I, for one, really liked this book! As someone who is more than ready to retire from the rat race and have shared similar thoughts, it was an affirmation of my own instincts. Catlin recommends that we evaluate the difference between needs and wants (and doesn't label "wants" as necessarily bad, asks only that we be conscious of the difference), think of the "consequence costs" of the things we buy and recommends that we simply... save our money! I've been reading plenty of books about investing and find that most of them are far too complex for those who simply don't have enough interest to learn all the details. Catlin is not recommending gambling... but conserving. His concept of a "personal treasury" worked well. His discussion of the minimalist lifestyle made a great deal of sense. All in all, well worth reading! For those who want to escape the mind-numbing conformity of corporate America and want more quality and leisure, the ideas presented in the book are right on! I would like to see more books by Steven Catlin, perhaps addressing some of the simpler investment options like low-cost mutual funds and I-Bonds.
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15 of 17 people found the following review helpful By A Customer on June 25, 1998
Format: Paperback
Take your first step towards earlier retirement by saving your $14 and not buying this book. There are better personal finance books available, a topic which this guy spends a ton of time giving a light treatment to. He disquises a basic personal finance concept with custom vocabulary and stretches it for most of the book. The result is a simple concept obfuscated page after page.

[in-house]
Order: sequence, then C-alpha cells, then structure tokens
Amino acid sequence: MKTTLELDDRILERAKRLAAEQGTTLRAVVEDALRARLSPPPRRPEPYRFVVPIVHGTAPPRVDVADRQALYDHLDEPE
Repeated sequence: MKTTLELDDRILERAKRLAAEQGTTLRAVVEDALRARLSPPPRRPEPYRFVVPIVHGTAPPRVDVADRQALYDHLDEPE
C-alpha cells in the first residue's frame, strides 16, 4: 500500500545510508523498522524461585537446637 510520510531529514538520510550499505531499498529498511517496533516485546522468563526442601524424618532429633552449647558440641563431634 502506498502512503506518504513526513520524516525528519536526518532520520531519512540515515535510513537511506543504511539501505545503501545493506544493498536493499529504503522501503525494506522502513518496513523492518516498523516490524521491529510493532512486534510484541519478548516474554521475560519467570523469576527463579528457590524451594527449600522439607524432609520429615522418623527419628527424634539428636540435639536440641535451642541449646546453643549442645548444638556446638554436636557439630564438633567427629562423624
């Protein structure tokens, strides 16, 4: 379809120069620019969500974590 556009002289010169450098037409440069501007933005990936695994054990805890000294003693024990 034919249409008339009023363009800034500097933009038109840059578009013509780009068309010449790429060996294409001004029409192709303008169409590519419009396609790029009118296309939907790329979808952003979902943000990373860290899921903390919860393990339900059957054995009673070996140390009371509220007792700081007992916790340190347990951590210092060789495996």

The concept? First, do you think there's more to life than working yourself to death? If so, then don't spend money on things you don't have to. Spend it only on what you need and enjoy. Learn to live cheaply and your retirement savings will stretch farther, allowing you to retire earlier or partially retire for the rest of your life.
That's nearly the whole book in one paragraph. Publishers seem to insist on some minimum length of book which leads authors to pad good ideas to the point where it gets frustrating to read through them.
I found the author's near constant parenthetical quips completely annoying.
I did enjoy the last fourth of the book which explained how sources of manipulation (salespeople, the government, businesses) will sap your time and money.
A much better book on the same topic is Ernie Zelinski's "The Joy of Not Working" which is teeming with philosophy (lacking in "Work Less..."), better stories, and more inspiring and practical advice.
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10 of 11 people found the following review helpful By A Customer on September 13, 2003
Format: Paperback
I love this book! It's easy to do and I did it. I haven't
worked in the past 2 years by choice, by following his advice
in this book. If I can do it on 25k a year anyone can. He
really challenges and gets you thinking about the American
Dream. Don't wait until you are 65 to retire, read this book.
It's easy reading and hard to put down. I've read it 5 times.
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6 of 6 people found the following review helpful By A Customer on July 13, 1998
Format: Paperback
Finally--a book with practical "life management" advice written in a readable, often hilarious style! Catlin offers valuable tips on how to make the most of one's time and money by suggesting strategies which easily apply regardless of income. Contains many pearls of wisdom!